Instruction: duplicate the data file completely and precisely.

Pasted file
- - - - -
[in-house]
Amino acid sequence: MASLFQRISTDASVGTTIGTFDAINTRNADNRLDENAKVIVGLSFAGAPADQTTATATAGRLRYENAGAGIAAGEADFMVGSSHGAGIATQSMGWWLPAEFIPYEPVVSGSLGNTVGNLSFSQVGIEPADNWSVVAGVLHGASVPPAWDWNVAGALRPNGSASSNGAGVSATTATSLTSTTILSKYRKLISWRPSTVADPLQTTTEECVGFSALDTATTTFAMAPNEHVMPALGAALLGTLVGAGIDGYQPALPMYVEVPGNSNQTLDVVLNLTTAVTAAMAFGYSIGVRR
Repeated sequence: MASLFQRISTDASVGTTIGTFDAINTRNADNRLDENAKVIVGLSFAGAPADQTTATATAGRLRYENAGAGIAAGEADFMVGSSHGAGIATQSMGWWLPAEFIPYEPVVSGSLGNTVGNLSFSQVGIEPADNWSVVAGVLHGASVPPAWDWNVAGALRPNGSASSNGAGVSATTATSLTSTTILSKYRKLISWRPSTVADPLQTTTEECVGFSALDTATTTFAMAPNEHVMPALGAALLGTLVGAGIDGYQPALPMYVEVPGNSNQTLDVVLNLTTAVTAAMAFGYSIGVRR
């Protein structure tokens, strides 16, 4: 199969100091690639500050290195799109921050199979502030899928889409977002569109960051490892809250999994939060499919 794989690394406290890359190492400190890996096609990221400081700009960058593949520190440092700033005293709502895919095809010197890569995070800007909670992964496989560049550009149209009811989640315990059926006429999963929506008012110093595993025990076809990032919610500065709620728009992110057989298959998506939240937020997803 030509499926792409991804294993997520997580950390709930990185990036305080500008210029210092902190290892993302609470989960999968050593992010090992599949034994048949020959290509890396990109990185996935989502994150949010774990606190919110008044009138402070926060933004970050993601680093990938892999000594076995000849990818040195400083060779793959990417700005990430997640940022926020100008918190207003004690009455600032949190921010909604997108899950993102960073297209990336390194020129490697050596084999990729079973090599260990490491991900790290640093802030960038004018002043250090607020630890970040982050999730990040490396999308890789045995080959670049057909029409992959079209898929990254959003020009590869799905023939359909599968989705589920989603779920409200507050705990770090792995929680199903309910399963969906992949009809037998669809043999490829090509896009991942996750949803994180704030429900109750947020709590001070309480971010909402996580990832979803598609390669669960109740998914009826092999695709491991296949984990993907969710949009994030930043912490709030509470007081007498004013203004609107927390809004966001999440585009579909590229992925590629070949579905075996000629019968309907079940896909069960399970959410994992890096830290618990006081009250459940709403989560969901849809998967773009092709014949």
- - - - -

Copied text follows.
[in-house]
Amino acid sequence: MASLFQRISTDASVGTTIGTFDAINTRNADNRLDENAKVIVGLSFAGAPADQTTATATAGRLRYENAGAGIAAGEADFMVGSSHGAGIATQSMGWWLPAEFIPYEPVVSGSLGNTVGNLSFSQVGIEPADNWSVVAGVLHGASVPPAWDWNVAGALRPNGSASSNGAGVSATTATSLTSTTILSKYRKLISWRPSTVADPLQTTTEECVGFSALDTATTTFAMAPNEHVMPALGAALLGTLVGAGIDGYQPALPMYVEVPGNSNQTLDVVLNLTTAVTAAMAFGYSIGVRR
Repeated sequence: MASLFQRISTDASVGTTIGTFDAINTRNADNRLDENAKVIVGLSFAGAPADQTTATATAGRLRYENAGAGIAAGEADFMVGSSHGAGIATQSMGWWLPAEFIPYEPVVSGSLGNTVGNLSFSQVGIEPADNWSVVAGVLHGASVPPAWDWNVAGALRPNGSASSNGAGVSATTATSLTSTTILSKYRKLISWRPSTVADPLQTTTEECVGFSALDTATTTFAMAPNEHVMPALGAALLGTLVGAGIDGYQPALPMYVEVPGNSNQTLDVVLNLTTAVTAAMAFGYSIGVRR
């Protein structure tokens, strides 16, 4: 199969100091690639500050290195799109921050199979502030899928889409977002569109960051490892809250999994939060499919 794989690394406290890359190492400190890996096609990221400081700009960058593949520190440092700033005293709502895919095809010197890569995070800007909670992964496989560049550009149209009811989640315990059926006429999963929506008012110093595993025990076809990032919610500065709620728009992110057989298959998506939240937020997803 030509499926792409991804294993997520997580950390709930990185990036305080500008210029210092902190290892993302609470989960999968050593992010090992599949034994048949020959290509890396990109990185996935989502994150949010774990606190919110008044009138402070926060933004970050993601680093990938892999000594076995000849990818040195400083060779793959990417700005990430997640940022926020100008918190207003004690009455600032949190921010909604997108899950993102960073297209990336390194020129490697050596084999990729079973090599260990490491991900790290640093802030960038004018002043250090607020630890970040982050999730990040490396999308890789045995080959670049057909029409992959079209898929990254959003020009590869799905023939359909599968989705589920989603779920409200507050705990770090792995929680199903309910399963969906992949009809037998669809043999490829090509896009991942996750949803994180704030429900109750947020709590001070309480971010909402996580990832979803598609390669669960109740998914009826092999695709491991296949984990993907969710949009994030930043912490709030509470007081007498004013203004609107927390809004966001999440585009579909590229992925590629070949579905075996000629019968309907079940896909069960399970959410994992890096830290618990006081009250459940709403989560969901849809998967773009092709014949």